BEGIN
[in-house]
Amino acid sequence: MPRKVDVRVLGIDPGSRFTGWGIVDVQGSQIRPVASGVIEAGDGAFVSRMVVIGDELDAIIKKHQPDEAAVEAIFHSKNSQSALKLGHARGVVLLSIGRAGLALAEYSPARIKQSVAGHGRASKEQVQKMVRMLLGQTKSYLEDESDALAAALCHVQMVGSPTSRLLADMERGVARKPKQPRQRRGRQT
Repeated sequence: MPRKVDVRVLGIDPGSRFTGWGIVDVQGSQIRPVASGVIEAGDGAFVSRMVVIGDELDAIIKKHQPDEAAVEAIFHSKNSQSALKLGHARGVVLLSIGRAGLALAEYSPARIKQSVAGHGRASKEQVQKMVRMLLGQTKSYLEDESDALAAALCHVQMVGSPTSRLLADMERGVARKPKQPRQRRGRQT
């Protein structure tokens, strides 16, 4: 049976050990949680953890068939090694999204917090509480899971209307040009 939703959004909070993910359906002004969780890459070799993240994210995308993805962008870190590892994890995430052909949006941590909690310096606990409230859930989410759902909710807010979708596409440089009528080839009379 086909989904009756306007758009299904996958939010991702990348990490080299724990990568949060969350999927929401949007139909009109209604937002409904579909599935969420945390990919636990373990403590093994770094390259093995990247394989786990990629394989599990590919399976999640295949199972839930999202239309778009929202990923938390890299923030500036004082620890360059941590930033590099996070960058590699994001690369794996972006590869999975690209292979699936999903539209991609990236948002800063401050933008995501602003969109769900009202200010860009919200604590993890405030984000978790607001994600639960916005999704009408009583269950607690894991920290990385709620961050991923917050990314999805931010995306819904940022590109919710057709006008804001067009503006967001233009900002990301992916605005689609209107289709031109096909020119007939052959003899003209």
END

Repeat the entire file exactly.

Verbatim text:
[in-house]
Amino acid sequence: MPRKVDVRVLGIDPGSRFTGWGIVDVQGSQIRPVASGVIEAGDGAFVSRMVVIGDELDAIIKKHQPDEAAVEAIFHSKNSQSALKLGHARGVVLLSIGRAGLALAEYSPARIKQSVAGHGRASKEQVQKMVRMLLGQTKSYLEDESDALAAALCHVQMVGSPTSRLLADMERGVARKPKQPRQRRGRQT
Repeated sequence: MPRKVDVRVLGIDPGSRFTGWGIVDVQGSQIRPVASGVIEAGDGAFVSRMVVIGDELDAIIKKHQPDEAAVEAIFHSKNSQSALKLGHARGVVLLSIGRAGLALAEYSPARIKQSVAGHGRASKEQVQKMVRMLLGQTKSYLEDESDALAAALCHVQMVGSPTSRLLADMERGVARKPKQPRQRRGRQT
């Protein structure tokens, strides 16, 4: 049976050990949680953890068939090694999204917090509480899971209307040009 939703959004909070993910359906002004969780890459070799993240994210995308993805962008870190590892994890995430052909949006941590909690310096606990409230859930989410759902909710807010979708596409440089009528080839009379 086909989904009756306007758009299904996958939010991702990348990490080299724990990568949060969350999927929401949007139909009109209604937002409904579909599935969420945390990919636990373990403590093994770094390259093995990247394989786990990629394989599990590919399976999640295949199972839930999202239309778009929202990923938390890299923030500036004082620890360059941590930033590099996070960058590699994001690369794996972006590869999975690209292979699936999903539209991609990236948002800063401050933008995501602003969109769900009202200010860009919200604590993890405030984000978790607001994600639960916005999704009408009583269950607690894991920290990385709620961050991923917050990314999805931010995306819904940022590109919710057709006008804001067009503006967001233009900002990301992916605005689609209107289709031109096909020119007939052959003899003209």